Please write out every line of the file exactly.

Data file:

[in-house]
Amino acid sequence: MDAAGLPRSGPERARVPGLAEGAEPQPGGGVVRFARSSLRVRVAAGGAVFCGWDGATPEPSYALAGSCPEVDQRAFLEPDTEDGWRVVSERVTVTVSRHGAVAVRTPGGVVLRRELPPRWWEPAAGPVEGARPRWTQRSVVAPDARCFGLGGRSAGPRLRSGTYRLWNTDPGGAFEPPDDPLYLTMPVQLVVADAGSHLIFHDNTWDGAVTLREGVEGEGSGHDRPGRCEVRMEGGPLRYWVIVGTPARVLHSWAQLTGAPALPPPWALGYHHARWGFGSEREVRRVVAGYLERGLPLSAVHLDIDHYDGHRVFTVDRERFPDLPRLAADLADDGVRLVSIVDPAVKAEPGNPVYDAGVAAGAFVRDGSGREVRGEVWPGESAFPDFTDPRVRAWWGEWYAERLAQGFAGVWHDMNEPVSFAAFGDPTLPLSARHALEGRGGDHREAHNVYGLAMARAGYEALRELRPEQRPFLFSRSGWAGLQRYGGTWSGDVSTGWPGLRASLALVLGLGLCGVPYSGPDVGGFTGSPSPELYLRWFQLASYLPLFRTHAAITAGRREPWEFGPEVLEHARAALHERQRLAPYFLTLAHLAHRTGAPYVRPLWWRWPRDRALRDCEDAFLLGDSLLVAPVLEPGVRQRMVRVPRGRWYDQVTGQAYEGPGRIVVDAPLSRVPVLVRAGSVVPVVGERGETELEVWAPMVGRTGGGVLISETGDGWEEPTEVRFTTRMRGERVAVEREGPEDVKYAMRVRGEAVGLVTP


[in-house]
Amino acid sequence: MDAAGLPRSGPERARVPGLAEGAEPQPGGGVVRFARSSLRVRVAAGGAVFCGWDGATPEPSYALAGSCPEVDQRAFLEPDTEDGWRVVSERVTVTVSRHGAVAVRTPGGVVLRRELPPRWWEPAAGPVEGARPRWTQRSVVAPDARCFGLGGRSAGPRLRSGTYRLWNTDPGGAFEPPDDPLYLTMPVQLVVADAGSHLIFHDNTWDGAVTLREGVEGEGSGHDRPGRCEVRMEGGPLRYWVIVGTPARVLHSWAQLTGAPALPPPWALGYHHARWGFGSEREVRRVVAGYLERGLPLSAVHLDIDHYDGHRVFTVDRERFPDLPRLAADLADDGVRLVSIVDPAVKAEPGNPVYDAGVAAGAFVRDGSGREVRGEVWPGESAFPDFTDPRVRAWWGEWYAERLAQGFAGVWHDMNEPVSFAAFGDPTLPLSARHALEGRGGDHREAHNVYGLAMARAGYEALRELRPEQRPFLFSRSGWAGLQRYGGTWSGDVSTGWPGLRASLALVLGLGLCGVPYSGPDVGGFTGSPSPELYLRWFQLASYLPLFRTHAAITAGRREPWEFGPEVLEHARAALHERQRLAPYFLTLAHLAHRTGAPYVRPLWWRWPRDRALRDCEDAFLLGDSLLVAPVLEPGVRQRMVRVPRGRWYDQVTGQAYEGPGRIVVDAPLSRVPVLVRAGSVVPVVGERGETELEVWAPMVGRTGGGVLISETGDGWEEPTEVRFTTRMRGERVAVEREGPEDVKYAMRVRGEAVGLVTP